What do you do as an Australian parliament when a foreign company censors mainstream media content in Australia, undermining free speech? Do you organise an inquiry to hold those foreign companies to account and to see how you might prevent foreign meddling? Or do you fall into line and organise McCarthy-like hearings to intimidate those whose opinions have fallen into (foreign) disfavour?
We now know the answer: Labour and the Greens have fallen into line with foreign internet companies censoring Alan Jones and Sky news. It is not the foreign companies that are asked to defend themselves but Alan Jones. And the BBC article linked to above very nicely says that a big reason for the censorship was that Alan Jones was “questioning public health orders”. Might I quietly say ‘Wow’? Questioning policy, how dare he! Where is our democracy going to when people can question policies in the media?
It is a pity that things are taking this turn in Australia. Up till now, free speech on the covid issue has been one of the positives in Australia. It has often been acrimonious but at least open airing of different views has occurred. Among the newspapers, the Australian has been lockdown-sceptic from day one, with the Financial Review increasingly sceptical too. Several other newspapers have been pro-lockdown but still frequently running sceptical pieces. This diversity of views was also present on television, with Sky News running a sceptical line from the beginning. On radio too, there has been diversity of views, with Gigi Foster co-hosting the sceptical ‘Economists’ program on the ABC.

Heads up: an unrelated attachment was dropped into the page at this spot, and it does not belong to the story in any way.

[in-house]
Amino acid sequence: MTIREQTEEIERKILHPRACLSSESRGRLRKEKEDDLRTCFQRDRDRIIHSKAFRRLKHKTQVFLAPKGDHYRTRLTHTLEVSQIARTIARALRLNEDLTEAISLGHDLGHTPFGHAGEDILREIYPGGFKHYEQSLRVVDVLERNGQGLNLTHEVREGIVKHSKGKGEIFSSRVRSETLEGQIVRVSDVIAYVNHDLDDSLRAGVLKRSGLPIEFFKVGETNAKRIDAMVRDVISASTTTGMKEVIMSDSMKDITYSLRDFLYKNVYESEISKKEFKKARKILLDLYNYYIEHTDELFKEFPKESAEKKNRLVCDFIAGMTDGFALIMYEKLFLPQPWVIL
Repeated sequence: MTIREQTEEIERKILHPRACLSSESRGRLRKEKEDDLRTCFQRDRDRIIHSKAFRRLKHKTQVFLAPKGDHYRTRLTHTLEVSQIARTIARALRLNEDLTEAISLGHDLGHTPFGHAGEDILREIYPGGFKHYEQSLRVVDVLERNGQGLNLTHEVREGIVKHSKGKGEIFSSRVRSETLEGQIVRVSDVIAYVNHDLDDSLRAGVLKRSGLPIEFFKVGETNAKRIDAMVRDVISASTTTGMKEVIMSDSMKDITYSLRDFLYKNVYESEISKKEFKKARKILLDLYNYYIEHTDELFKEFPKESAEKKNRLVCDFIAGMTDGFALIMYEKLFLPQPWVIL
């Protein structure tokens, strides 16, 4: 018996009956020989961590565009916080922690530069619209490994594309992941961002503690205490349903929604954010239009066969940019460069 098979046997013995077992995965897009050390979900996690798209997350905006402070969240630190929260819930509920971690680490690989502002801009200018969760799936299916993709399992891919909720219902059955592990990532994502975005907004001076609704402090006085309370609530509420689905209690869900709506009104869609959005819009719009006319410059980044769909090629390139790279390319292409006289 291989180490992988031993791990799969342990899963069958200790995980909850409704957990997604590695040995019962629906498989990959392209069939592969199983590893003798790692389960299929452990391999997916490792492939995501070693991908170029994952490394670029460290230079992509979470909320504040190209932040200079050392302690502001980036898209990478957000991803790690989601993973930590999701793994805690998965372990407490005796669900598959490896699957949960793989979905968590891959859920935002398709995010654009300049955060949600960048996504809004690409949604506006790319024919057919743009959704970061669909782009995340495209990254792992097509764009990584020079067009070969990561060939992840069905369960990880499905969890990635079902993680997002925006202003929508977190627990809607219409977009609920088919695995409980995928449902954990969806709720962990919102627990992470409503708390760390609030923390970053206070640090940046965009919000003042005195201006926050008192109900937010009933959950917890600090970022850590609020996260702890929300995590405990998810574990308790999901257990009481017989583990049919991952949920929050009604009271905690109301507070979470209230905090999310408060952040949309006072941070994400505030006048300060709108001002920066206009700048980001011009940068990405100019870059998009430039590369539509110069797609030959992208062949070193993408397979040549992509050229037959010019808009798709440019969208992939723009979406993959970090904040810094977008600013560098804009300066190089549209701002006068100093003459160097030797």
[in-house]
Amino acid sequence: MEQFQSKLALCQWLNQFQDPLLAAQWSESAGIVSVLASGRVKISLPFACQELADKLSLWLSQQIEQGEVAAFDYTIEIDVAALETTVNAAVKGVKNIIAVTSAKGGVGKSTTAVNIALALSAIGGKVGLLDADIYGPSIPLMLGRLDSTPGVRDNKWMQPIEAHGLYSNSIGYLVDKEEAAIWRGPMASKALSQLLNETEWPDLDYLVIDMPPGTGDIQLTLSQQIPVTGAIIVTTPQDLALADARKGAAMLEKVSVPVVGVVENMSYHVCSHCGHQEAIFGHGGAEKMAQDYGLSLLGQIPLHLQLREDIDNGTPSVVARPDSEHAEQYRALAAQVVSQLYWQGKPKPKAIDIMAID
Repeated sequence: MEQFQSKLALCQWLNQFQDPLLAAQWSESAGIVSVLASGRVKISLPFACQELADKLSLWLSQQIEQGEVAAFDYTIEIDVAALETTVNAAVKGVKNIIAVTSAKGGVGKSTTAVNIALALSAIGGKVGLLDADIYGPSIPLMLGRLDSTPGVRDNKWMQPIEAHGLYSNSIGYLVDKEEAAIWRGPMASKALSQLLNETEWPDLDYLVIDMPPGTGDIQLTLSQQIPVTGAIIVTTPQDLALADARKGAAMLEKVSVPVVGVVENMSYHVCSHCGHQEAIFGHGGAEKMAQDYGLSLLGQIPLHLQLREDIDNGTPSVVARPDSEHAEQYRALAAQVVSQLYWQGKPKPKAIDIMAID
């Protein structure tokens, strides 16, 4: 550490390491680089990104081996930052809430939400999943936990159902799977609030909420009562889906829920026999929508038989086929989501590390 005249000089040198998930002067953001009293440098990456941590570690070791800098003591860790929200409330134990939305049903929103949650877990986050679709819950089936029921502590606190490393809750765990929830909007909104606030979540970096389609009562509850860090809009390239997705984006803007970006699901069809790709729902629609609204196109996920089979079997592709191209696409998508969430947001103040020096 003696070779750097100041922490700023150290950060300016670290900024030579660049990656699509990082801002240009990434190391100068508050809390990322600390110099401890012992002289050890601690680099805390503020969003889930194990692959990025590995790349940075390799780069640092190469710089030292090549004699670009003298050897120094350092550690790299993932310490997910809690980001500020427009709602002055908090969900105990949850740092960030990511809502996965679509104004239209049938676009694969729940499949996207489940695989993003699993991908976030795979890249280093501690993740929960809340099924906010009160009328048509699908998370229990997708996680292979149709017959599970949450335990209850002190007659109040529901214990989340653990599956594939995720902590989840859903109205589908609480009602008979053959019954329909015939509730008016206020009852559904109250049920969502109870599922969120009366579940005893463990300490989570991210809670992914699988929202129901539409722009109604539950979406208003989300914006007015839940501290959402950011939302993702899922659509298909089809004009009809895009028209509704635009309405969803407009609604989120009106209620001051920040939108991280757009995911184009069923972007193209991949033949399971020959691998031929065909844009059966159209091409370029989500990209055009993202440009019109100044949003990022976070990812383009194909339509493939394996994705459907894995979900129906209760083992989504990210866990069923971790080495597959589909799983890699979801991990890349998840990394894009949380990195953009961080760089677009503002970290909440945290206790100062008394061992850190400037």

Whilst state governments have spared no expense in propaganda and the vast majority of the media is fully in line with covid-mania, there hence has been a sceptical mainstream media presence in Australia since the very beginning. It is something to be proud of, certainly compared to most of Europe, the UK, or the US!
Yet, the censorship that the internet giants have engaged in from early on (Amazon for instance censored Jeffrey Tucker’s early book on covid madness in mid 2020, and of course there was the saga around the attempt of Google and others to hide the Great Barrington Declaration) is a new factor in the media landscape. Several friends and co-authors of mine have personally been censored by internet giants the last 18 months (facebook, google, microsoft, linkedin, twitter, youtube). The reality is that much of Australian media and commentary takes place on the platforms of the Big Tech giants, giving Big Tech enormous power over what gets air time and what does not. They have used that power to push the pro-lockdown line that benefits their shareholders. Whatever one’s view of the truth, what else can one expect from commercial companies but that they use their clout to support the views good for their bottom line?